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HEALTH WATCH: How does Icy Hot work to actually relieve muscle pain quickly?
- Updated: September 17, 2019
I asked a group of high school athletes to list their most pressing questions about sports and health. Surprisingly, the most frequently asked questions were, “How does Icy Hot work? What are the benefits of Icy Hot and is Icy Hot good for sore muscles?”
This group consists of student-athletes who are taking sports medicine course so I expected routine responses. Something along the lines of, “How can I get bigger, faster and stronger?” or “How long will (insert favorite athlete’s name here) injury take to heal?”
How Does Icy Hot Work?
The balm, which is marketed in commercials by Shaquille O’Neal and other celebrity athletes, is frequently used throughout the sports community as a quick fix to nagging injuries. But does Icy Hot work?
This is one of those questions that is launching athletes into heartfelt stories about their miraculous recovery from devastating injuries to win the big game. Over the years, athletic trainers have learned to listen to these tales and congratulate the storyteller without pointing out that if torn knee ligaments responded to an over-the-counter cream our jobs would be much simpler.
The Secret Ingredient…Same Ingredient Used in Mouthwash
The main ingredients in topical rubs that cause such a big fuss are menthol and methyl salicylate, which is also known as wintergreen oil. Menthol is made from peppermint oil. It can trigger nerves that are sensitive to coolness. This is why it is frequently used in mouthwashes, chewing gum and cough drops for its cooling and soothing sensation. However, no research has shown menthol to actually cause a decrease in the temperature of the skin or muscles.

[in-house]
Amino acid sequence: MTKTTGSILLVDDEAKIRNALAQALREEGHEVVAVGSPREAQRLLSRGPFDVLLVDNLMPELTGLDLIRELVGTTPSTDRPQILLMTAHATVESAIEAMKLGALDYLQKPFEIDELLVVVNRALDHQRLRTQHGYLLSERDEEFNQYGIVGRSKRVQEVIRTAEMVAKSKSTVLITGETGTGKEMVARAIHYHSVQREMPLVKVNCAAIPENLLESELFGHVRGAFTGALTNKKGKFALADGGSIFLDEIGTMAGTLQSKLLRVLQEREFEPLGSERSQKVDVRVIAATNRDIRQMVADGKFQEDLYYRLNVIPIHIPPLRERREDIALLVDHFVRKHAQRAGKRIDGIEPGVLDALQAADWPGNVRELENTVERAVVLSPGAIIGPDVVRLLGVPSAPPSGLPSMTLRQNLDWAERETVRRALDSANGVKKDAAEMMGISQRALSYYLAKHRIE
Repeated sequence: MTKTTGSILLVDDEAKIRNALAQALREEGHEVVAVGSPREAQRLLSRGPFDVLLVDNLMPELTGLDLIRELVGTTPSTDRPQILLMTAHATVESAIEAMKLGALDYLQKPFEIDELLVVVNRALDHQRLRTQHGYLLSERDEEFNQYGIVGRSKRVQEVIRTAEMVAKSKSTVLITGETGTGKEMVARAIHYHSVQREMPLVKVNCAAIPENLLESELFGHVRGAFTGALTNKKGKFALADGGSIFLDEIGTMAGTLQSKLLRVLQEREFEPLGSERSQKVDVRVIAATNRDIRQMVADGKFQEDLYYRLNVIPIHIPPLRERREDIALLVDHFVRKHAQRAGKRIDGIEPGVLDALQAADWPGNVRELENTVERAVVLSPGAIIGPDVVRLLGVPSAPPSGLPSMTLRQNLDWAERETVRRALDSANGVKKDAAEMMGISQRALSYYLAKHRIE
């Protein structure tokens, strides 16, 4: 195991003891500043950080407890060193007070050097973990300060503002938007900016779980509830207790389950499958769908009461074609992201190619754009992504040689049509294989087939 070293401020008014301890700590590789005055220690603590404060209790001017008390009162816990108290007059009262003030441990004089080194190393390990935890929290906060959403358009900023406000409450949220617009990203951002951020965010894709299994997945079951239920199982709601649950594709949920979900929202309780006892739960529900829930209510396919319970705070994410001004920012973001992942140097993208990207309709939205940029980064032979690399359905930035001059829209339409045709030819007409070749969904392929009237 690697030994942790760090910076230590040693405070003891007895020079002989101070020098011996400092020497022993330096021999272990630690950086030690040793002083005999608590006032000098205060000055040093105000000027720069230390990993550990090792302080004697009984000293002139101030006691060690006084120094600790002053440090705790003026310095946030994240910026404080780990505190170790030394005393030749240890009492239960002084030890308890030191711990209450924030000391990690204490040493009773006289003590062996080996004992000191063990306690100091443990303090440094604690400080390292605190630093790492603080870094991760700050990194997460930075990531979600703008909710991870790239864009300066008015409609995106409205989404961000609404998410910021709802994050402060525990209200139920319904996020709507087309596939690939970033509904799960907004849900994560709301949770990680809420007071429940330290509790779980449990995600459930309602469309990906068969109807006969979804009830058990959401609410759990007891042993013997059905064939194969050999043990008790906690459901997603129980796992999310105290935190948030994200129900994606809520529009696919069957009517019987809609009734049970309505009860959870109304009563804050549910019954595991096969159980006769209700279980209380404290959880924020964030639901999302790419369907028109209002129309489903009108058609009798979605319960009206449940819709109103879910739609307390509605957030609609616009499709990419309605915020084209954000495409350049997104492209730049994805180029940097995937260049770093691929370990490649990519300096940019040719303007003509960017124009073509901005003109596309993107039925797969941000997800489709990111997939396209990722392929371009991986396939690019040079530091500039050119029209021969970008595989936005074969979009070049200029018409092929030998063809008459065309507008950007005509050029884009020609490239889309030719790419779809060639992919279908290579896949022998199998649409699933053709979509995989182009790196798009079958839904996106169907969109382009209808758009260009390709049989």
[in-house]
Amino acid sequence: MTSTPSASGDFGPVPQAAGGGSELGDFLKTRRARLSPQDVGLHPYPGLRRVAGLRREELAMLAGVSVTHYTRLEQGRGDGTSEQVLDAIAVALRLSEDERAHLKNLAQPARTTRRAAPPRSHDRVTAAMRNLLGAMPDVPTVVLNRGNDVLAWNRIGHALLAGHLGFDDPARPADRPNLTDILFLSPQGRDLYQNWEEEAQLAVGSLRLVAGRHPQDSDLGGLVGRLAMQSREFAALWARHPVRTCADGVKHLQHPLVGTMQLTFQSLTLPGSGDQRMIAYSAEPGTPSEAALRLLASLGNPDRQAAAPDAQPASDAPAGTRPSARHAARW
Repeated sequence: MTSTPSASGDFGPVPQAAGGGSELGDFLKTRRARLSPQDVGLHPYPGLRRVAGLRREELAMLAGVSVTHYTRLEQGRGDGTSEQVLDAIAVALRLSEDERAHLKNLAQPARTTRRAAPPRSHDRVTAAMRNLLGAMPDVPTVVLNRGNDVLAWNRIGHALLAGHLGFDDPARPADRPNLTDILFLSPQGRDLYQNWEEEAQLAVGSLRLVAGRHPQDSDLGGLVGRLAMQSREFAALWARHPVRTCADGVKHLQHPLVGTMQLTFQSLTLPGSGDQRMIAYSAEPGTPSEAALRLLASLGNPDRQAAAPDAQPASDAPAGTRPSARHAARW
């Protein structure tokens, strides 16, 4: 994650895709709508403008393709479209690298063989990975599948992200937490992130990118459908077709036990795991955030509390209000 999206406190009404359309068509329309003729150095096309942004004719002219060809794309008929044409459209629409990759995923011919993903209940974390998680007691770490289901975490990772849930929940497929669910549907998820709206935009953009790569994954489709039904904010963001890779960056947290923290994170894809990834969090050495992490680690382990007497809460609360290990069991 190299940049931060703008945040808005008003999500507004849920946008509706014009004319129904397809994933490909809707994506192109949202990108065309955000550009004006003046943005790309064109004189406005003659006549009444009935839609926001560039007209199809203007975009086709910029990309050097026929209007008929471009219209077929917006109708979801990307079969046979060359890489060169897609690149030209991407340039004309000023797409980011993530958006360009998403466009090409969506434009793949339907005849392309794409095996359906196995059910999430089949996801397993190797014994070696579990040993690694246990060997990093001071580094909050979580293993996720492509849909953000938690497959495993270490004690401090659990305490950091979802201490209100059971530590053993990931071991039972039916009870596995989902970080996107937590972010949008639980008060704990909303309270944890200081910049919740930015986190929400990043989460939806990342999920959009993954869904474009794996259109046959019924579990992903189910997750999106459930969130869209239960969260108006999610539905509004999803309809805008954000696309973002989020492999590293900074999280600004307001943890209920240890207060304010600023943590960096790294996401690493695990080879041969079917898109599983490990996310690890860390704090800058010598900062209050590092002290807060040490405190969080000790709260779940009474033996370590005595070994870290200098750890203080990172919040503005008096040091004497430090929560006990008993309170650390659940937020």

While nerve receptor stimulation gives menthol its counter irritation effects, the analgesic or pain-relieving properties are due to stimulation of opioid receptors. Methyl salicylate is a chemical that causes vasodilation (opening of the blood vessels) close to the skin surface. The increased blood flow can have some pain-killing effects on nerve receptors in the treated area.
Common Sport Rubs
There are several kinds of commercial products athletes use to alleviate the minor aches, pain and sore muscles of sports. Here are some common options with listed ingredients and percentages:
- IcyHot (cream): 10% menthol, 30% methyl salicylate
- IcyHot (balm): 7.6% menthol, 29% methyl salicylate
- BENGAY (cream): 4% camphor, 10% menthol and 30% methyl salicylate
Tiger Balm brand includes menthol, camphor, mint oil, clove oil, and oil of cinnamon in their product.
The lesser-known BruiseMD topical analgesic balm which advertises “a cooling sensation with deep penetrating relief of pain and stiffness, along with reducing inflammation and skin discoloration.” It’s 10% methyl salicylate, 1.9% menthol, and arnica montana.
Even athletic trainers and physical therapists fall in love with new health products based on results of our use with athletes. I have used the cooling effects of Biofreeze (3.5% menthol) to help ease muscle spasms. However, it’s only available through medical suppliers.
Thera-Gesic (1% menthol, 15% methyl salicylate) is another effective tool that creates the sensation of warmth and facilitates massage.
A highly successful Bay Area basketball team swears by Sombra Cold Therapy gel to treat tired legs and tendonitis. Sombra ‘s active ingredients are just 3% menthol, 3% camphor, and other natural ingredients.
Sorry, No Magic Cure
How does Icy Hot work? The answer to the question of topical ointment effectiveness is frustratingly simple. Sometimes. There are no quick fixes or short cuts. However, I bet many of you already knew that. A proper warm-up and stretch is a better pre-game superstition than slathering your body with cream products. A team ice session in the post game locker room can do more help for chronic aches and pains than your favorite cold gel.
Mikel Jackson is an athletic trainer for the staff of Sports Medicine For Young Athletes, a division of Children’s Hospital Oakland with a facility also located in Walnut Creek. If you have any questions or comments regarding the “Health Watch” column, write the Sports Medicine for Young Athletes staff at Editor@SportStarsOnline.com.